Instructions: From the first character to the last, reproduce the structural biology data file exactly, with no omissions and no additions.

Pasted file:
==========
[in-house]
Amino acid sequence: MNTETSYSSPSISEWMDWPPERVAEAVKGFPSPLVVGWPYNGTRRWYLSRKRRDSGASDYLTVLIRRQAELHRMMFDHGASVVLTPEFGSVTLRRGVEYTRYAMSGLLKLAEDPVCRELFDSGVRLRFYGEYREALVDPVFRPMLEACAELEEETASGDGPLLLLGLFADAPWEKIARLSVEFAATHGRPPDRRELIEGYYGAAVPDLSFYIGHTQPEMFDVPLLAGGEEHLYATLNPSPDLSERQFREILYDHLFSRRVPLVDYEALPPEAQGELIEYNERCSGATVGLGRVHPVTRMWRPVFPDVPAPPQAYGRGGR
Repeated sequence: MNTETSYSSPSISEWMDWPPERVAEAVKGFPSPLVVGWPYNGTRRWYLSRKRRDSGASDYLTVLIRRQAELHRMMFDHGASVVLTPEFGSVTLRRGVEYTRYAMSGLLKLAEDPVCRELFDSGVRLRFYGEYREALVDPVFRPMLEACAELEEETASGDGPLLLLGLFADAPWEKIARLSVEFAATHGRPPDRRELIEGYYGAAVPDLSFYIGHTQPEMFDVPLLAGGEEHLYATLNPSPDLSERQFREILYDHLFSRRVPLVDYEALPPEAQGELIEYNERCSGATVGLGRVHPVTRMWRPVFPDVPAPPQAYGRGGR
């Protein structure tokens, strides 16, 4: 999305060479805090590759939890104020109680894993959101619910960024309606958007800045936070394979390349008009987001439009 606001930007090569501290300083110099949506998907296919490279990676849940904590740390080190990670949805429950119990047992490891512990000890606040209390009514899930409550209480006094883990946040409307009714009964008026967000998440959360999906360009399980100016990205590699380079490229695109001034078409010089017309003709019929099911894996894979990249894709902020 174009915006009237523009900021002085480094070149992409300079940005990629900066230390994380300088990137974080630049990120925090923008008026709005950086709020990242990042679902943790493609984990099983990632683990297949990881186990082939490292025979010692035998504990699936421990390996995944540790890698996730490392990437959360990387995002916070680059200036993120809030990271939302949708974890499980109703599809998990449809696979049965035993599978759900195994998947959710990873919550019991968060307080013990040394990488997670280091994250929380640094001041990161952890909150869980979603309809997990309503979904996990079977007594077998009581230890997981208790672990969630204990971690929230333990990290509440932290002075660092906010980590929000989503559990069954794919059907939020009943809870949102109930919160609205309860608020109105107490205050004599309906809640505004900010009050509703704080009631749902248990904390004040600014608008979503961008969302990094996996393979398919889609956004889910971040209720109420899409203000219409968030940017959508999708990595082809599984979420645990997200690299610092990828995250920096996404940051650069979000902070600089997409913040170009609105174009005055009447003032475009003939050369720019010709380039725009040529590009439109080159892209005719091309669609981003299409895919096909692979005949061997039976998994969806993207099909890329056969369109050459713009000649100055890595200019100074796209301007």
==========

[in-house]
Amino acid sequence: MNTETSYSSPSISEWMDWPPERVAEAVKGFPSPLVVGWPYNGTRRWYLSRKRRDSGASDYLTVLIRRQAELHRMMFDHGASVVLTPEFGSVTLRRGVEYTRYAMSGLLKLAEDPVCRELFDSGVRLRFYGEYREALVDPVFRPMLEACAELEEETASGDGPLLLLGLFADAPWEKIARLSVEFAATHGRPPDRRELIEGYYGAAVPDLSFYIGHTQPEMFDVPLLAGGEEHLYATLNPSPDLSERQFREILYDHLFSRRVPLVDYEALPPEAQGELIEYNERCSGATVGLGRVHPVTRMWRPVFPDVPAPPQAYGRGGR
Repeated sequence: MNTETSYSSPSISEWMDWPPERVAEAVKGFPSPLVVGWPYNGTRRWYLSRKRRDSGASDYLTVLIRRQAELHRMMFDHGASVVLTPEFGSVTLRRGVEYTRYAMSGLLKLAEDPVCRELFDSGVRLRFYGEYREALVDPVFRPMLEACAELEEETASGDGPLLLLGLFADAPWEKIARLSVEFAATHGRPPDRRELIEGYYGAAVPDLSFYIGHTQPEMFDVPLLAGGEEHLYATLNPSPDLSERQFREILYDHLFSRRVPLVDYEALPPEAQGELIEYNERCSGATVGLGRVHPVTRMWRPVFPDVPAPPQAYGRGGR
């Protein structure tokens, strides 16, 4: 999305060479805090590759939890104020109680894993959101619910960024309606958007800045936070394979390349008009987001439009 606001930007090569501290300083110099949506998907296919490279990676849940904590740390080190990670949805429950119990047992490891512990000890606040209390009514899930409550209480006094883990946040409307009714009964008026967000998440959360999906360009399980100016990205590699380079490229695109001034078409010089017309003709019929099911894996894979990249894709902020 174009915006009237523009900021002085480094070149992409300079940005990629900066230390994380300088990137974080630049990120925090923008008026709005950086709020990242990042679902943790493609984990099983990632683990297949990881186990082939490292025979010692035998504990699936421990390996995944540790890698996730490392990437959360990387995002916070680059200036993120809030990271939302949708974890499980109703599809998990449809696979049965035993599978759900195994998947959710990873919550019991968060307080013990040394990488997670280091994250929380640094001041990161952890909150869980979603309809997990309503979904996990079977007594077998009581230890997981208790672990969630204990971690929230333990990290509440932290002075660092906010980590929000989503559990069954794919059907939020009943809870949102109930919160609205309860608020109105107490205050004599309906809640505004900010009050509703704080009631749902248990904390004040600014608008979503961008969302990094996996393979398919889609956004889910971040209720109420899409203000219409968030940017959508999708990595082809599984979420645990997200690299610092990828995250920096996404940051650069979000902070600089997409913040170009609105174009005055009447003032475009003939050369720019010709380039725009040529590009439109080159892209005719091309669609981003299409895919096909692979005949061997039976998994969806993207099909890329056969369109050459713009000649100055890595200019100074796209301007």